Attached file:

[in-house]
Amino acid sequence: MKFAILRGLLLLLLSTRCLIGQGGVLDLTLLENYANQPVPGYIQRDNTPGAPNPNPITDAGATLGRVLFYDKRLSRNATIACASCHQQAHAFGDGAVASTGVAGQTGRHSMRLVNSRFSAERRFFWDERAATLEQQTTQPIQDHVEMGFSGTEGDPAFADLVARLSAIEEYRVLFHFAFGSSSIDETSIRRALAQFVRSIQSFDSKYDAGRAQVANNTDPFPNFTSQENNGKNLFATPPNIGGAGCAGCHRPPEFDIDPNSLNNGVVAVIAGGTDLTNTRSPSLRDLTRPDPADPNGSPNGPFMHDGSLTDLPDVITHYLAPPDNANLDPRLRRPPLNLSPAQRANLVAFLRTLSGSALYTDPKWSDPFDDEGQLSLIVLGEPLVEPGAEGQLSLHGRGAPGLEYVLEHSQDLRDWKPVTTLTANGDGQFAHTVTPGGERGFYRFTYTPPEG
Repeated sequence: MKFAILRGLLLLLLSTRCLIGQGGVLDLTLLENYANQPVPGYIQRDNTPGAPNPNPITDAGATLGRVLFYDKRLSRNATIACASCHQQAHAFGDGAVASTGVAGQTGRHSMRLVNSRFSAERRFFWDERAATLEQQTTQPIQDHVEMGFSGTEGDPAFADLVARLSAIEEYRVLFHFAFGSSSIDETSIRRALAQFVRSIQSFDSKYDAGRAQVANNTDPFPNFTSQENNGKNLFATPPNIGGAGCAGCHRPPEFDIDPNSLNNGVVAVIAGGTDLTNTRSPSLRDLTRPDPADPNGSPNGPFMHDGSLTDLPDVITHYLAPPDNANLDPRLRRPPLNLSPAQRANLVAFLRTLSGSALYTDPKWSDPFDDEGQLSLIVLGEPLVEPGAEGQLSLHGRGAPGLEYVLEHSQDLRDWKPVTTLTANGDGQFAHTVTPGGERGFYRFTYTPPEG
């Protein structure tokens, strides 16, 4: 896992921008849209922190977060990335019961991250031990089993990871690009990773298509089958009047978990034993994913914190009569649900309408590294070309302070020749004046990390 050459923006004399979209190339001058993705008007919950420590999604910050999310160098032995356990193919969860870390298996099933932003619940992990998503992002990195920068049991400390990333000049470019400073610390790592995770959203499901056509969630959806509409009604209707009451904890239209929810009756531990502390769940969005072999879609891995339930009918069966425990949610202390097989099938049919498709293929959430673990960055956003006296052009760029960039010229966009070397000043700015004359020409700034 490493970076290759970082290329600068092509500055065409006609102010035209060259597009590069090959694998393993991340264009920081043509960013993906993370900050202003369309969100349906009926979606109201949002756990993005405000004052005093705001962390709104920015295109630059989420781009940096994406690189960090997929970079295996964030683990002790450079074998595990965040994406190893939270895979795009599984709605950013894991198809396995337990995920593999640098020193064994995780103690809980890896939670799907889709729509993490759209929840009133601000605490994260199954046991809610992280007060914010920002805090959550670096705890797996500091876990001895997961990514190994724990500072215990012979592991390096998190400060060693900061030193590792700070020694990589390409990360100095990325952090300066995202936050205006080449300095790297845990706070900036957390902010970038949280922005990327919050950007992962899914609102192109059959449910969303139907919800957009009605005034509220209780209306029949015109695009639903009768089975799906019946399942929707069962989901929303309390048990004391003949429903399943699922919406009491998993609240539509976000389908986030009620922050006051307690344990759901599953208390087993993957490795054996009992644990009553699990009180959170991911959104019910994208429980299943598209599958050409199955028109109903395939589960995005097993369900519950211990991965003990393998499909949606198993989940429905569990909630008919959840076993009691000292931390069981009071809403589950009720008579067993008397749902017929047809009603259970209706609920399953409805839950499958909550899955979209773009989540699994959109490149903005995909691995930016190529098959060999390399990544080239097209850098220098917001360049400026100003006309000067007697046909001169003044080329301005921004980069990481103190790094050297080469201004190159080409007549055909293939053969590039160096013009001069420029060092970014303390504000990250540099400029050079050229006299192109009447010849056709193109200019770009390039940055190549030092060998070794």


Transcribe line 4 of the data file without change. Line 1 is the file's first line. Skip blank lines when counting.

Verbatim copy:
């Protein structure tokens, strides 16, 4: 896992921008849209922190977060990335019961991250031990089993990871690009990773298509089958009047978990034993994913914190009569649900309408590294070309302070020749004046990390 050459923006004399979209190339001058993705008007919950420590999604910050999310160098032995356990193919969860870390298996099933932003619940992990998503992002990195920068049991400390990333000049470019400073610390790592995770959203499901056509969630959806509409009604209707009451904890239209929810009756531990502390769940969005072999879609891995339930009918069966425990949610202390097989099938049919498709293929959430673990960055956003006296052009760029960039010229966009070397000043700015004359020409700034 490493970076290759970082290329600068092509500055065409006609102010035209060259597009590069090959694998393993991340264009920081043509960013993906993370900050202003369309969100349906009926979606109201949002756990993005405000004052005093705001962390709104920015295109630059989420781009940096994406690189960090997929970079295996964030683990002790450079074998595990965040994406190893939270895979795009599984709605950013894991198809396995337990995920593999640098020193064994995780103690809980890896939670799907889709729509993490759209929840009133601000605490994260199954046991809610992280007060914010920002805090959550670096705890797996500091876990001895997961990514190994724990500072215990012979592991390096998190400060060693900061030193590792700070020694990589390409990360100095990325952090300066995202936050205006080449300095790297845990706070900036957390902010970038949280922005990327919050950007992962899914609102192109059959449910969303139907919800957009009605005034509220209780209306029949015109695009639903009768089975799906019946399942929707069962989901929303309390048990004391003949429903399943699922919406009491998993609240539509976000389908986030009620922050006051307690344990759901599953208390087993993957490795054996009992644990009553699990009180959170991911959104019910994208429980299943598209599958050409199955028109109903395939589960995005097993369900519950211990991965003990393998499909949606198993989940429905569990909630008919959840076993009691000292931390069981009071809403589950009720008579067993008397749902017929047809009603259970209706609920399953409805839950499958909550899955979209773009989540699994959109490149903005995909691995930016190529098959060999390399990544080239097209850098220098917001360049400026100003006309000067007697046909001169003044080329301005921004980069990481103190790094050297080469201004190159080409007549055909293939053969590039160096013009001069420029060092970014303390504000990250540099400029050079050229006299192109009447010849056709193109200019770009390039940055190549030092060998070794």